These levels of FFAs are also usually associated with mild ketosis, where ketones are produced by the body and used for energy. Unlike albumin-bound FFAs, ketones are soluble in water, and thus circulate freely through the blood. The mild ketosis experienced by the participants was possibly to the point where ketones showed in the urine. The article mentions this, and provides a measure of beta-HB (beta-hydroxybutyrate, a ketone body), which is elevated as expected, but does not provide urine or other blood ketone measures (e.g., blood acetone levels). Also note the fairly healthy fasting glucose levels, slightly higher in men than in women, but fairly low overall. Fairly healthy insulin levels as well; at the high end of what Stephan at Whole Health Source would recommend, but still significantly lower than the average insulin level in the U.S. at the time of the article's publication.
Finally, the table below (click on it to enlarge) shows lipids and a few other measures. Total cholesterol was on average a bit more than 278 mg/dL. LDL cholesterol was a bit higher than 188 mg/dL on average; high enough to make most doctors cringe today. Based on the means and standard deviations provided, we can estimate that about 16 percent of the participants had LDL cholesterol levels higher than 228.1 mg/dL. About 2.5 percent of the participants had LDL cholesterol levels higher than 268 mg/dL. And this is all after adhering to the diet for a relatively long period of time; even higher LDL cholesterol levels might have occurred right after adoption.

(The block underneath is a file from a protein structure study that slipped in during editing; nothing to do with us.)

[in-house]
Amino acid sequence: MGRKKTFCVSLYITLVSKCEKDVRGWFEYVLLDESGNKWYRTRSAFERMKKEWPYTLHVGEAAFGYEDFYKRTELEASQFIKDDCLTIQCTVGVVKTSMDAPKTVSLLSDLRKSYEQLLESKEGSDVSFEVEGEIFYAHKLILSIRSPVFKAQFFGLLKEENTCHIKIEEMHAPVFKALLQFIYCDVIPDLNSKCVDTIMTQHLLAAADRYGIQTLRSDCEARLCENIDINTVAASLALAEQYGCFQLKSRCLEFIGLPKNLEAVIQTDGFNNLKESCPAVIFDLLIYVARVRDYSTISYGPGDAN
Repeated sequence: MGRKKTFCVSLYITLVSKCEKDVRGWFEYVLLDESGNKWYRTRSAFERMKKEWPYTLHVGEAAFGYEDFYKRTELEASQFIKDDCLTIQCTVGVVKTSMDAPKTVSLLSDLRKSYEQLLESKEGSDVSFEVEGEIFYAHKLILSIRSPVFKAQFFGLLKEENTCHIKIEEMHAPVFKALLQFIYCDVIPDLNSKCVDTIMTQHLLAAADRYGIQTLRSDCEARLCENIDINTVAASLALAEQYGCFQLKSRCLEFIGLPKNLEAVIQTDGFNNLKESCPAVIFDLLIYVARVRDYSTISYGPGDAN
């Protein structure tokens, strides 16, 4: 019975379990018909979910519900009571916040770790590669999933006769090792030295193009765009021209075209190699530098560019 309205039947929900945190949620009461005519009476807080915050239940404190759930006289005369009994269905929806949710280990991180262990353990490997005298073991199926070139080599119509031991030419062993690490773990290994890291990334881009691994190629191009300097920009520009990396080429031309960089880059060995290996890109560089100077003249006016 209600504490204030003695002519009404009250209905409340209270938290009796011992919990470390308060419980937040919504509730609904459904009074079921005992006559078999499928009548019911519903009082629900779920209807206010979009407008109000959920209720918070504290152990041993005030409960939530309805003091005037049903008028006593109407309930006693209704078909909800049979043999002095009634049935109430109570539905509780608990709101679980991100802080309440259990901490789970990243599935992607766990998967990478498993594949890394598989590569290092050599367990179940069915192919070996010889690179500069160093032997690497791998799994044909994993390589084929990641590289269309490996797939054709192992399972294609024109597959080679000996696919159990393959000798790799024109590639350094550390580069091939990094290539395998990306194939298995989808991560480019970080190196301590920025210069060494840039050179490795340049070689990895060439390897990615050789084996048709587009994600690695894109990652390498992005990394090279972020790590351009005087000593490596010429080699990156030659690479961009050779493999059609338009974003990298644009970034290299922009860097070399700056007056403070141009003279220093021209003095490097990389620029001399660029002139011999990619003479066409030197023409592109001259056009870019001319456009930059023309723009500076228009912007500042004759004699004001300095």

Yet average HDL cholesterol was a very high and protective 71.6 mg/dL. This high HDL and the relatively low triglycerides suggest a large-buoyant non-atherogenic LDL particle pattern.
Average HOMA(IR), a measure of insulin resistance, was a low 1.35 mU/mmol; strongly indicating, together with the relatively low fasting glucose levels, that the participants were far from being pre-diabetic, let alone diabetic.
Diabetes is a strong risk factor for cardiovascular disease, and many other health complications; much more so than elevated LDL cholesterol.
The Optimal Diet does not seem to be a diet for bodybuilders, but I would say that, overall, Peter at Hyperlipid has chosen a diet that makes some sense.
Grieb, P. et al. (2008). Long-term consumption of a carbohydrate-restricted diet does not induce deleterious metabolic effects. Nutrition Research, 28(12), 825-833.